How To

How to start a movement

Passionate about a cause and want to make a difference? Get mobilised with nine steps to starting your own movement from creative collective gal-dem

USA. Washington, D.C. August 28, 1963. The March on Washington.

USA. Washington, D.C. August 28, 1963. The March on Washington. © Leonard Freed/Magnum Photos

The gallery for revolutionary art becomes the streets themselves

Emory Douglas, Minister of Culture, The Black Panther Party

Spurred on by the civil rights movements of the 1960s, artists and intellectuals have worked together to use creativity to fight racial injustice. During the age of Black Power, collectives were formed, principles were outlined and a new visual language was developed that reflected black history, culture, experience, and hope for the future.

Chicago-based AfriCOBRA collective used black identity, style and attitude to nurture solidarity and self-confidence. Emory Douglas's hard-hitting posters depicted the struggles of African American communities. Black photographers like Roy DeCavara captured and told the stories of black lives first-hand. Discover more about these revolutionary artists and movements in Soul of a Nation: Art in the Age of Black Power at Tate Modern.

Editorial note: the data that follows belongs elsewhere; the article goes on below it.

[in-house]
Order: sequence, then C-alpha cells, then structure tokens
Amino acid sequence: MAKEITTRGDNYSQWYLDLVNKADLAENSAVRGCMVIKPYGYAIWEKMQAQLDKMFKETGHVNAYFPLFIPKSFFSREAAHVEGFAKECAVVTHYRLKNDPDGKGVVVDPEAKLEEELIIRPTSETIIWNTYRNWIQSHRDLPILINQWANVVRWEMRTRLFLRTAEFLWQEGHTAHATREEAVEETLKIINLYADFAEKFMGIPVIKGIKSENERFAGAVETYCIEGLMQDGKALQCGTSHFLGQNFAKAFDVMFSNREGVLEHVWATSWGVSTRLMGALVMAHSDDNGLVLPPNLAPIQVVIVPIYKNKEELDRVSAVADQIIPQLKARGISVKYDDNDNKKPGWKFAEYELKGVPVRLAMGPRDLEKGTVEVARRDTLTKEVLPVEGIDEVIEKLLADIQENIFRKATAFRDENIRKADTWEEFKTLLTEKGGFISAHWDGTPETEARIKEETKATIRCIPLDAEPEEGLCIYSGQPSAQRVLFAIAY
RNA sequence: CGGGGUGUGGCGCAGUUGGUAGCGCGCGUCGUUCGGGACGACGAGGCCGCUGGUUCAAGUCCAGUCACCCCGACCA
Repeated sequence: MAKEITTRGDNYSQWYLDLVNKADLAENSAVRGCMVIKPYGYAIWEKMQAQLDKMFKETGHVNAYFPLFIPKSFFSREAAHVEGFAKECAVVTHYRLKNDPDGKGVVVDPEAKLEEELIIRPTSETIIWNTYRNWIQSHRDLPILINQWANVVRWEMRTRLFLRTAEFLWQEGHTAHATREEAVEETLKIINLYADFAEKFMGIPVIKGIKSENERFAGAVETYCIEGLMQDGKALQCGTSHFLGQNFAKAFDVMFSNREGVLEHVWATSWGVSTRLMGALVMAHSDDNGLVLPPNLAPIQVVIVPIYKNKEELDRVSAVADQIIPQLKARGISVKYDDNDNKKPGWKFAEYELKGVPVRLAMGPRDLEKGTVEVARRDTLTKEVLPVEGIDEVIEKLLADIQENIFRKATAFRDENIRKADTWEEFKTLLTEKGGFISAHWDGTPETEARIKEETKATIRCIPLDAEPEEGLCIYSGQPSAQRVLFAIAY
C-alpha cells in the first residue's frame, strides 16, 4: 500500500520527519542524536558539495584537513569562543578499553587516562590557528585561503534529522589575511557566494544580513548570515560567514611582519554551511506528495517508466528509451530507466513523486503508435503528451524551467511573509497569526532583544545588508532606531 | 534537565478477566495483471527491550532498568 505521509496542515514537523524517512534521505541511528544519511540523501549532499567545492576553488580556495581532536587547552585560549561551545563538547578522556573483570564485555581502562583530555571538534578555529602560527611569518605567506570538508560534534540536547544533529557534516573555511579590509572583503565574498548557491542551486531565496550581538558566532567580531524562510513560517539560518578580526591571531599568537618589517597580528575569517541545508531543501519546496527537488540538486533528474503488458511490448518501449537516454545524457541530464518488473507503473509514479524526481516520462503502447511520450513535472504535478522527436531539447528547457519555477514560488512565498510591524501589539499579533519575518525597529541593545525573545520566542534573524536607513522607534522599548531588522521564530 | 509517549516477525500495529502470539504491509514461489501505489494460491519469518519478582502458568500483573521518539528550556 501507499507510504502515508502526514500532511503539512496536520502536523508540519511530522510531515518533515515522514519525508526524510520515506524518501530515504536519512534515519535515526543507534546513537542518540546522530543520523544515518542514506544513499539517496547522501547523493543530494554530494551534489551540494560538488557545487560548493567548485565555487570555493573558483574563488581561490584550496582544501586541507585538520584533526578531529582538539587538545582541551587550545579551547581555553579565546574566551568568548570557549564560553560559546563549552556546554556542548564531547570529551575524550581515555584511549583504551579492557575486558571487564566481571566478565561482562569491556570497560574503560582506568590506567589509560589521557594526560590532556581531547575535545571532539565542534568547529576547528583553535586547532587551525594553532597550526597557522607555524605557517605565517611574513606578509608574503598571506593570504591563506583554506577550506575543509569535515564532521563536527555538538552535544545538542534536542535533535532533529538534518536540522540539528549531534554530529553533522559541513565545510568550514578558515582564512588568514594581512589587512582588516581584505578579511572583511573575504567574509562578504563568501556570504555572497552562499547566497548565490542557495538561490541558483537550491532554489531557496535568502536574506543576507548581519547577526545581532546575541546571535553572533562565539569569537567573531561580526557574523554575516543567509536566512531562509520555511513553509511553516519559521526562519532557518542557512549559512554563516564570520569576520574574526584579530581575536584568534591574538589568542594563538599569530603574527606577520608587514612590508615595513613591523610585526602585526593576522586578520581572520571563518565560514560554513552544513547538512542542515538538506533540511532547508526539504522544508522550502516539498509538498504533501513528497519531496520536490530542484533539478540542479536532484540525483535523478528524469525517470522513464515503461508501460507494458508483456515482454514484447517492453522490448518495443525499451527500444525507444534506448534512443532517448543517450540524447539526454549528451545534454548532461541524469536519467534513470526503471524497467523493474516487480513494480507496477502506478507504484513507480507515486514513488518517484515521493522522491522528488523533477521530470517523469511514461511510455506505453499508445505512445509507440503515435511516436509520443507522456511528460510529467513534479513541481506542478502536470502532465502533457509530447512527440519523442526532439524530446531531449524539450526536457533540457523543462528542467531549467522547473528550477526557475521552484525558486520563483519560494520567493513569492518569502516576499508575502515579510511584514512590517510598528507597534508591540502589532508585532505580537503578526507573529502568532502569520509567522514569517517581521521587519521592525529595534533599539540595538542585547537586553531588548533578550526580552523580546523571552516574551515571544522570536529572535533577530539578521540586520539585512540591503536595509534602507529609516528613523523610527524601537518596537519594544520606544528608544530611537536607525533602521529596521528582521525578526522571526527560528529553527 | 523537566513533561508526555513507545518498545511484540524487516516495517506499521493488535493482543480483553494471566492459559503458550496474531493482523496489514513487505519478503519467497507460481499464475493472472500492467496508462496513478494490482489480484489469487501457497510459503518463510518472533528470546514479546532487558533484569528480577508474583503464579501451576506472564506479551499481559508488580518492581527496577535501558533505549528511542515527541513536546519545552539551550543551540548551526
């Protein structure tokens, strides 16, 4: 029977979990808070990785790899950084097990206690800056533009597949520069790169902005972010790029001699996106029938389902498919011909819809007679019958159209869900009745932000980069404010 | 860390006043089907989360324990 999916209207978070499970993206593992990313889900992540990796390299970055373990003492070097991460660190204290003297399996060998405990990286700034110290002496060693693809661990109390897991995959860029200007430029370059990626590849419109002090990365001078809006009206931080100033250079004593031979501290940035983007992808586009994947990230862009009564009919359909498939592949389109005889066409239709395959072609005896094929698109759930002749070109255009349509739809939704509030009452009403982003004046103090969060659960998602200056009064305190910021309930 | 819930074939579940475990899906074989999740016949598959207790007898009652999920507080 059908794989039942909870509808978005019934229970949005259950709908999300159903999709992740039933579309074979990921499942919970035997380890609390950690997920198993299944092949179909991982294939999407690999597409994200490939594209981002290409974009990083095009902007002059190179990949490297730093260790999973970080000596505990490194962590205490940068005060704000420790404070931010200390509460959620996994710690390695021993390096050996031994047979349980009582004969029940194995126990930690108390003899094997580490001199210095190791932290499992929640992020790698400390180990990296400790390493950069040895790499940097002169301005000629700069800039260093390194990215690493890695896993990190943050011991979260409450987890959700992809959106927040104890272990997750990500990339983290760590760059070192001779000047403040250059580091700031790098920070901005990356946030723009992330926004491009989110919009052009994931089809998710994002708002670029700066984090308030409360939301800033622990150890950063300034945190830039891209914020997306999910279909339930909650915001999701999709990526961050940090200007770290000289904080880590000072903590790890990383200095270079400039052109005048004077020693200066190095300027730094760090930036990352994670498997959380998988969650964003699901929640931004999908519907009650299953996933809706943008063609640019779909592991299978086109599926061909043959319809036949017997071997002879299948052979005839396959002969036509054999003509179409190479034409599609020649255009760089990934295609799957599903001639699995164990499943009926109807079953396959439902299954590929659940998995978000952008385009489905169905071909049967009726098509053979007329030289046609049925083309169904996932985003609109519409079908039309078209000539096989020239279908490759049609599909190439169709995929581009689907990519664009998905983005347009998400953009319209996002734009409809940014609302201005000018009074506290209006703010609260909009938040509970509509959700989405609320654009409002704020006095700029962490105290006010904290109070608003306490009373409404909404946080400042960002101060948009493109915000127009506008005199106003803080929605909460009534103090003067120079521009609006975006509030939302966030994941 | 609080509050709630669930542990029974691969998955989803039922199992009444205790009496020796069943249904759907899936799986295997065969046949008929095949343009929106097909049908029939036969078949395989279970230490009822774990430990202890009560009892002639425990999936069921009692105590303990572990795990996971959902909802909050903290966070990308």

Almost 60 years later, across the globe, collectives are still working creatively to improve visibility, challenge underrepresentation and reflect the histories and experiences of people of colour.

It’s no secret that the mainstream media doesn’t represent or reflect us, so we're doing it for ourselves

gal-dem

We asked Niellah Arboine from gal-dem, a creative collective of over 70 women and non-binary people of colour to share gal-dem's experience of creating a collective addressing underrepresentation in the mainstream media.

Read on for nine steps from Niellah on using your creativity, friends and networks to start your own movement ...

Step 1: Choose your cause

What are you for? What are you against? What are you passionate about?

Choose your cause
Choose your cause © Mel Lou
gal-dem at Yarls Wood

gal-dem at Yarls Wood © gal-dem